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  1. Member
    Join Date: Jul 2008
    Location: United Kingdom
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    i am trying to understand if DvD has a better video quality than blu ray or not???

    both dvd and bluray being considered @ max resolution

    from my understanding DvD's max resolution is 720 x 576 @ 25fps and max video bitrate of 9.8Mbs
    which results in (9.8*1024*1024) / (720*576*25) bits/pixel =0.9911.......

    and for blu ray.....MAx resolution 1920 x 1080 @ 24 fps and max video bitrate of 40Mbs
    which results in (40*1024*1024) / (1920*1080*24) bits/pixel = 0.8427.....

    can any one confirm if the numbers are correct?

    and does this mean that blu ray can have a larger picture but of lesser quality than the dvd.....???
    some one please help me understand.....thank you
    spread and enjoy love peace and harmony....CRB
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  2. Member
    Join Date: Jul 2008
    Location: United Kingdom
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    In a sense i am talking about the density at max resolution on dvd and bluray
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  3. Always Watching guns1inger's Avatar
    Join Date: Apr 2004
    Location: Miskatonic U
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    You can edit your post, rather than bumping it.

    Are you only comparing mpeg-2 encoding ? What your numbers aren't telling you is that while the per pixel numbers might be slightly smaller, this is over a far higher resolution with greater detail, and therefore overall, still provides a far superior picture.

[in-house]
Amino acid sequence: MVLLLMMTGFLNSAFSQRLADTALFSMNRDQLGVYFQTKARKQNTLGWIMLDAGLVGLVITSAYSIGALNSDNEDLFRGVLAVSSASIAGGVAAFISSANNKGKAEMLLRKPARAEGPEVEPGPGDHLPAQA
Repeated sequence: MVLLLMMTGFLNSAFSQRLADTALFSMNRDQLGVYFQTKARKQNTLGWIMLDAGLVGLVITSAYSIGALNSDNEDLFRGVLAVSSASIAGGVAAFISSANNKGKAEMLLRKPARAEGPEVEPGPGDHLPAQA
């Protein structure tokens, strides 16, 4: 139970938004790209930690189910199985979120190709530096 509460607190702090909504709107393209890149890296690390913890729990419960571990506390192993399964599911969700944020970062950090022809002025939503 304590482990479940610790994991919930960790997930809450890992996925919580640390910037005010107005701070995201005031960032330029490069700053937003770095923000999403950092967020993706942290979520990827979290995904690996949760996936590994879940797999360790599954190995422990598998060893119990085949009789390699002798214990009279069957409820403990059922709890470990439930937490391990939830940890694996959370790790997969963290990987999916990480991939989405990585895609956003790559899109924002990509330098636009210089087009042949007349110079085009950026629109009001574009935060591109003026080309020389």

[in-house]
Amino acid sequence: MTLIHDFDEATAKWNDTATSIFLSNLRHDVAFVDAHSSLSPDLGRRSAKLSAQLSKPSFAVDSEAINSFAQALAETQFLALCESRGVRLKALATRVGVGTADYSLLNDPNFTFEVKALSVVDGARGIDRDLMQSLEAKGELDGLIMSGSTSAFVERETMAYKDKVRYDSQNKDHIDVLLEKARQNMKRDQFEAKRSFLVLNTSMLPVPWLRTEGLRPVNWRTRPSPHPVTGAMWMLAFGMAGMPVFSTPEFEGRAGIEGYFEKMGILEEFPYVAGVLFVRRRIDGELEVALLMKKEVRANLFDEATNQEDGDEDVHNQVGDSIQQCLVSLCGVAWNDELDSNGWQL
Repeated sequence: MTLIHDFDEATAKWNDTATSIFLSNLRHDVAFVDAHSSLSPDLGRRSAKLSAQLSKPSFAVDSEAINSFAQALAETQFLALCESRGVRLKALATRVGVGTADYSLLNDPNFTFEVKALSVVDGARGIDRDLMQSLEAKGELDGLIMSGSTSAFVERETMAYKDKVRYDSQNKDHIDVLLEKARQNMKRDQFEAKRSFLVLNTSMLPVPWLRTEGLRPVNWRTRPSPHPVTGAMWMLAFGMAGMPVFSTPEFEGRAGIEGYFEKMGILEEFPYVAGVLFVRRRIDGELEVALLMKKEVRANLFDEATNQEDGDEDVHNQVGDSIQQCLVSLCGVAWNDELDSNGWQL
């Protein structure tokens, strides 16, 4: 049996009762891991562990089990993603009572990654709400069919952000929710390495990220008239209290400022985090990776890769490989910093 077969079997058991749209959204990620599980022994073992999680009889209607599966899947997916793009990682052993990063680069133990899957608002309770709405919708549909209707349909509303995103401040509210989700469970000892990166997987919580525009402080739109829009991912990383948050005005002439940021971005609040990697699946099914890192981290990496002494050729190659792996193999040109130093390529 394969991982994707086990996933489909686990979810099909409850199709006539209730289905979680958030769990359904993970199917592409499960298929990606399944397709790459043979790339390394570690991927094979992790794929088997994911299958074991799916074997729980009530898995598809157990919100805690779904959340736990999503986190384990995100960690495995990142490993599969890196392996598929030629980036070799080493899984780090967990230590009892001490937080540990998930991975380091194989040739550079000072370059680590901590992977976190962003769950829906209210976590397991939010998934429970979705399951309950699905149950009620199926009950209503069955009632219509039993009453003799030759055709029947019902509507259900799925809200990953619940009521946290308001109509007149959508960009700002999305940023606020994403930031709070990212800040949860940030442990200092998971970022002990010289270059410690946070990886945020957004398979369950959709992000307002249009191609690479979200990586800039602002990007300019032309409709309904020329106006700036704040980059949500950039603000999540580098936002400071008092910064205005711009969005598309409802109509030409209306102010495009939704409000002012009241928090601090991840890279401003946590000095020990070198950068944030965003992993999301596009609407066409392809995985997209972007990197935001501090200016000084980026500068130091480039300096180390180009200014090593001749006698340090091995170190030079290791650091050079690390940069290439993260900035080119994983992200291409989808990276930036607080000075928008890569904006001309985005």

And this is without looking at H.264 encoding, which is far better than mpeg-2.

    Personally, I believe trying to quantify quality into fractional numbers is a waste of time. There are simply too many other variable at play for a single number to show anything. I have seen material encoded at high bitrates that is still very poor quality, and material encoded at a third lower that looks far better.
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  4. Member
    Join Date: Jul 2008
    Location: United Kingdom
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    so lower bits/pixel doesn't have to mean lower quality.........thank you...
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  5. Depends what you mean by quality. For me, resolution equals quality...mostly anyway

    BD packs more information into a larger "canvas". Watch the BD version of Patton. During his Close Up at the beginning of the film you can clearly see the Mesh used to glue on George C Scott fake eyebrows. While this example conveys the downside of higher resolutions, image what it does for the rest of the film.
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  6. Member
    Join Date: Jul 2008
    Location: United Kingdom
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    what i thought was that...less bits avilable per pixel equalls less information storing capacity per pixel.........so the increase in resolution is definately there...but the capacity to store information per pixel is less .....(as in my calculation above)....but as guns1inger pointed oout....the codec must play a huge role in information storing ...like may be H.264 has a higher rate of information storing capacity per bits than mpeg1/2.....